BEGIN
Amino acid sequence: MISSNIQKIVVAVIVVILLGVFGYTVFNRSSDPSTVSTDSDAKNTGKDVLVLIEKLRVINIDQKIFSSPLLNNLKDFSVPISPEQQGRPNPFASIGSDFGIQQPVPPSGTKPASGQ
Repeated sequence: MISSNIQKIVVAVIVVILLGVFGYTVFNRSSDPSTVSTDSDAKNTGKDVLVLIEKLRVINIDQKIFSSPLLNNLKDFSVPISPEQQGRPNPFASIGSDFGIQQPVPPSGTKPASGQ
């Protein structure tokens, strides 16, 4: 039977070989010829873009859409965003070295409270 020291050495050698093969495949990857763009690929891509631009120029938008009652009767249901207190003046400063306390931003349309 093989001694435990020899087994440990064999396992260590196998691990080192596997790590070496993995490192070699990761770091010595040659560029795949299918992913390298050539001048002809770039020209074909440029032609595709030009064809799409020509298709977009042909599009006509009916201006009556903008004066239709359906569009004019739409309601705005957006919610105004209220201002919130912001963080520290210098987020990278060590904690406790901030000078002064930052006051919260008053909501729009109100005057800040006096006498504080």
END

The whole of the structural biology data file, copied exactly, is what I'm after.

Amino acid sequence: MISSNIQKIVVAVIVVILLGVFGYTVFNRSSDPSTVSTDSDAKNTGKDVLVLIEKLRVINIDQKIFSSPLLNNLKDFSVPISPEQQGRPNPFASIGSDFGIQQPVPPSGTKPASGQ
Repeated sequence: MISSNIQKIVVAVIVVILLGVFGYTVFNRSSDPSTVSTDSDAKNTGKDVLVLIEKLRVINIDQKIFSSPLLNNLKDFSVPISPEQQGRPNPFASIGSDFGIQQPVPPSGTKPASGQ
């Protein structure tokens, strides 16, 4: 039977070989010829873009859409965003070295409270 020291050495050698093969495949990857763009690929891509631009120029938008009652009767249901207190003046400063306390931003349309 093989001694435990020899087994440990064999396992260590196998691990080192596997790590070496993995490192070699990761770091010595040659560029795949299918992913390298050539001048002809770039020209074909440029032609595709030009064809799409020509298709977009042909599009006509009916201006009556903008004066239709359906569009004019739409309601705005957006919610105004209220201002919130912001963080520290210098987020990278060590904690406790901030000078002064930052006051919260008053909501729009109100005057800040006096006498504080």